If anything is as controversial to new mothers as “breastfeeding in public” it’s the discussion (or is it an argument) about sleeping with your baby.
In many cultures, it’s a given that the baby or infant sleeps with his/her mother for at least a few months. The thinking is that this is better for both overall:
- It tends to synchronize mother and baby sleep cycles
- It encourages breastfeeding during the night because it’s more convenient
- Because of this convenience to nourishing milk, baby will fall back asleep faster during the night – and they end up getting more sleep overall
- Co-sleeping adds intimacy back into the relationship between the baby and his/her parents if they are gone much of the day
These all seem to be pretty convincing arguments for co-sleeping. But the major counter-argument is that it might be dangerous – and there are several situations where it is dangerous. This is from Pediatrics (The Official Journal of the American Academy of Pediatrics):
There Are Specific Circumstances in Which Bed-Sharing Is Particularly Hazardous, and It Should Be Stressed to Parents That They Avoid the Following Situations at All Times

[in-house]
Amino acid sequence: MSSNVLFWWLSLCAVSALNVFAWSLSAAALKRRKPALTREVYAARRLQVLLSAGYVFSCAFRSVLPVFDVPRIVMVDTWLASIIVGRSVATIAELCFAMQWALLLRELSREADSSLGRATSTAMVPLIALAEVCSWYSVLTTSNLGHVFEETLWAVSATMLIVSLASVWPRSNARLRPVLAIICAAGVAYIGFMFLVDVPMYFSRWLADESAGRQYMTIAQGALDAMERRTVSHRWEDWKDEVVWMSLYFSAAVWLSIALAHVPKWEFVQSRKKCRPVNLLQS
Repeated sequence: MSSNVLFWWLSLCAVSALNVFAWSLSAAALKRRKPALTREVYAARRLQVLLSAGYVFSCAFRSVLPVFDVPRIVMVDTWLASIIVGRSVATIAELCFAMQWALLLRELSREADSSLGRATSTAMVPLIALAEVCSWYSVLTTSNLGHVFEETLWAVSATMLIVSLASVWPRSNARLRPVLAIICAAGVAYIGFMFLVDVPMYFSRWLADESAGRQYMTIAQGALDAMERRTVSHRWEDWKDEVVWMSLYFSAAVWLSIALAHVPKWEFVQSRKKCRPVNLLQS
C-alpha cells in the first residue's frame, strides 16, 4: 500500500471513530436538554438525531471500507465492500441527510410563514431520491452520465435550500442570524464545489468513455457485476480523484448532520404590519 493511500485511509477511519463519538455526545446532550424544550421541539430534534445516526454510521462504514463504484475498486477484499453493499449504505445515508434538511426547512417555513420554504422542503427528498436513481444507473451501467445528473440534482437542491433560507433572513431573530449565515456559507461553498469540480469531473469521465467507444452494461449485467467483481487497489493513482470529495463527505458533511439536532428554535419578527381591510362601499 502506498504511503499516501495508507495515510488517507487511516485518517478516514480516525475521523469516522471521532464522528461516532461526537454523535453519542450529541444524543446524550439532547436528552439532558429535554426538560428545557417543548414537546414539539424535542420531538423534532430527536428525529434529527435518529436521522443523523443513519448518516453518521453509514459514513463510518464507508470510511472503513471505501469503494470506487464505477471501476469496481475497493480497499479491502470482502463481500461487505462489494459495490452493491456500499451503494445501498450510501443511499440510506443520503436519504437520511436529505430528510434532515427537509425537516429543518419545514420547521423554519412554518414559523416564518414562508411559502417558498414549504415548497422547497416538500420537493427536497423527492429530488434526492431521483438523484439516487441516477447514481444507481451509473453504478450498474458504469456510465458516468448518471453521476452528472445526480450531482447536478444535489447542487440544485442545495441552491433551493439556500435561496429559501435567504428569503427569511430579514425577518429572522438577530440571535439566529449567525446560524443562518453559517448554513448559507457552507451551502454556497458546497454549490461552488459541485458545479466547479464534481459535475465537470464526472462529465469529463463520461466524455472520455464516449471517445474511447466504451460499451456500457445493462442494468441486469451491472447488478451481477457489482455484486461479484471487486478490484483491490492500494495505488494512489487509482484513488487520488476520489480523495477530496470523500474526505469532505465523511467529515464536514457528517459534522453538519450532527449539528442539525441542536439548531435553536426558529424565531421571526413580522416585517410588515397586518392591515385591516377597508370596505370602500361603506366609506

The task force emphasizes that certain circumstances greatly increase the risk with bed-sharing. Bed-sharing is especially dangerous when 1 or both parents are smokers (OR: 2.3–17.7)64,65,158,166,167; when the infant is younger than 3 months (OR: 4.7–10.4), regardless of parental smoking status64,66,143,158,168,169; when the infant is placed on excessively soft surfaces such as waterbeds, sofas, and armchairs (OR: 5.1–66.9)62,64,65,143,169; when soft bedding accessories such as pillows or blankets are used (OR: 2.8–4.1)62,170; when there are multiple bed-sharers (OR: 5.4)62; and when the parent has consumed alcohol (OR: 1.66).66,171 There is also a higher risk of SIDS when the infant is bed-sharing with someone who is not a parent (OR: 5.4).62
The net-net of this 2011 article (which should be required reading for all new mothers) is that, while having the infant share a room with you is fine, they shouldn’t share the bed. There’s too much risk of:
- Getting tangled up and suffocating on sheets, pillows, comforters, or blankets
- Being accidentally ”rolled on” while you’re asleep and unaware
Babies do die every year from this, and it would be a tragedy to let a little convenience trump infant safety.
Any opinions on this? I’d love to hear them!